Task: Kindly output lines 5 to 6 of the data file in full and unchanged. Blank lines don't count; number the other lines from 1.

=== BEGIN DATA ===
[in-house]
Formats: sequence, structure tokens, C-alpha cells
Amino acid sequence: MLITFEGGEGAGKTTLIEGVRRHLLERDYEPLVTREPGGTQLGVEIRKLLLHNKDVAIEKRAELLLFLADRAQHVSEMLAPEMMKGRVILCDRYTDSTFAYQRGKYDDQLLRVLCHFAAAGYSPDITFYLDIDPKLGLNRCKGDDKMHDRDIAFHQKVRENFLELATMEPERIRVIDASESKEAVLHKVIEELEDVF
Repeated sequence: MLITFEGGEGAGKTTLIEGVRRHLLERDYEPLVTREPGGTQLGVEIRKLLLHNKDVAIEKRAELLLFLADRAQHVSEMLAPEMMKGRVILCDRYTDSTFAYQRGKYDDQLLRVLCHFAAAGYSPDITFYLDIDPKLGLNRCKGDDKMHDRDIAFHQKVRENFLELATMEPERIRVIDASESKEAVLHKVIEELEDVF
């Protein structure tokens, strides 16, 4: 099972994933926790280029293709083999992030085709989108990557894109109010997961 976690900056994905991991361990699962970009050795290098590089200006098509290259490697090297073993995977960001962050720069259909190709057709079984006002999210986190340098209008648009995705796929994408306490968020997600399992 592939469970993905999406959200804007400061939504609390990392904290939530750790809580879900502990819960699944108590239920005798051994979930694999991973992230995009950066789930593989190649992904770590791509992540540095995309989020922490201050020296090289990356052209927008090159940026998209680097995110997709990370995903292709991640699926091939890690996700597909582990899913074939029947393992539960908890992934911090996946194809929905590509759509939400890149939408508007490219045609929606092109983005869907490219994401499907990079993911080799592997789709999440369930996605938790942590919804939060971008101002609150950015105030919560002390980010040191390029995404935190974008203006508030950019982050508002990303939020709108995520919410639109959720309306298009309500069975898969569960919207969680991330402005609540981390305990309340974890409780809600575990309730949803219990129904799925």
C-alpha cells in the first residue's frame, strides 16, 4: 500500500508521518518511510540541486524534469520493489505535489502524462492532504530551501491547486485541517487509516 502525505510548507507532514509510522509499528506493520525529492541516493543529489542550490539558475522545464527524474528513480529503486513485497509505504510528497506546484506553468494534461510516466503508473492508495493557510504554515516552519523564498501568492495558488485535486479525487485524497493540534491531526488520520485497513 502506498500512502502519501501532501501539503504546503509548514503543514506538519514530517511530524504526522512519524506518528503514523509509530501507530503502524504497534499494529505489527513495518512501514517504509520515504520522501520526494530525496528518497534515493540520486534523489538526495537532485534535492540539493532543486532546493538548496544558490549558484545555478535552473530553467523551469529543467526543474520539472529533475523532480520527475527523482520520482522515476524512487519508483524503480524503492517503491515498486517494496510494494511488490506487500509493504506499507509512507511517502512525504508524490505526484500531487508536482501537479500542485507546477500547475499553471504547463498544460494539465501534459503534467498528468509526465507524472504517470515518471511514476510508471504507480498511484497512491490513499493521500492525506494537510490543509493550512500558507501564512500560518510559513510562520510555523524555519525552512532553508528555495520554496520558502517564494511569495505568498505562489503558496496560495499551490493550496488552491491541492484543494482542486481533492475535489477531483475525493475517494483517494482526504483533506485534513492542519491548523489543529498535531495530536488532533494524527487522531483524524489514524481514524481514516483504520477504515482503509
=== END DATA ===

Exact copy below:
């Protein structure tokens, strides 16, 4: 099972994933926790280029293709083999992030085709989108990557894109109010997961 976690900056994905991991361990699962970009050795290098590089200006098509290259490697090297073993995977960001962050720069259909190709057709079984006002999210986190340098209008648009995705796929994408306490968020997600399992 592939469970993905999406959200804007400061939504609390990392904290939530750790809580879900502990819960699944108590239920005798051994979930694999991973992230995009950066789930593989190649992904770590791509992540540095995309989020922490201050020296090289990356052209927008090159940026998209680097995110997709990370995903292709991640699926091939890690996700597909582990899913074939029947393992539960908890992934911090996946194809929905590509759509939400890149939408508007490219045609929606092109983005869907490219994401499907990079993911080799592997789709999440369930996605938790942590919804939060971008101002609150950015105030919560002390980010040191390029995404935190974008203006508030950019982050508002990303939020709108995520919410639109959720309306298009309500069975898969569960919207969680991330402005609540981390305990309340974890409780809600575990309730949803219990129904799925």
C-alpha cells in the first residue's frame, strides 16, 4: 500500500508521518518511510540541486524534469520493489505535489502524462492532504530551501491547486485541517487509516 502525505510548507507532514509510522509499528506493520525529492541516493543529489542550490539558475522545464527524474528513480529503486513485497509505504510528497506546484506553468494534461510516466503508473492508495493557510504554515516552519523564498501568492495558488485535486479525487485524497493540534491531526488520520485497513 502506498500512502502519501501532501501539503504546503509548514503543514506538519514530517511530524504526522512519524506518528503514523509509530501507530503502524504497534499494529505489527513495518512501514517504509520515504520522501520526494530525496528518497534515493540520486534523489538526495537532485534535492540539493532543486532546493538548496544558490549558484545555478535552473530553467523551469529543467526543474520539472529533475523532480520527475527523482520520482522515476524512487519508483524503480524503492517503491515498486517494496510494494511488490506487500509493504506499507509512507511517502512525504508524490505526484500531487508536482501537479500542485507546477500547475499553471504547463498544460494539465501534459503534467498528468509526465507524472504517470515518471511514476510508471504507480498511484497512491490513499493521500492525506494537510490543509493550512500558507501564512500560518510559513510562520510555523524555519525552512532553508528555495520554496520558502517564494511569495505568498505562489503558496496560495499551490493550496488552491491541492484543494482542486481533492475535489477531483475525493475517494483517494482526504483533506485534513492542519491548523489543529498535531495530536488532533494524527487522531483524524489514524481514524481514516483504520477504515482503509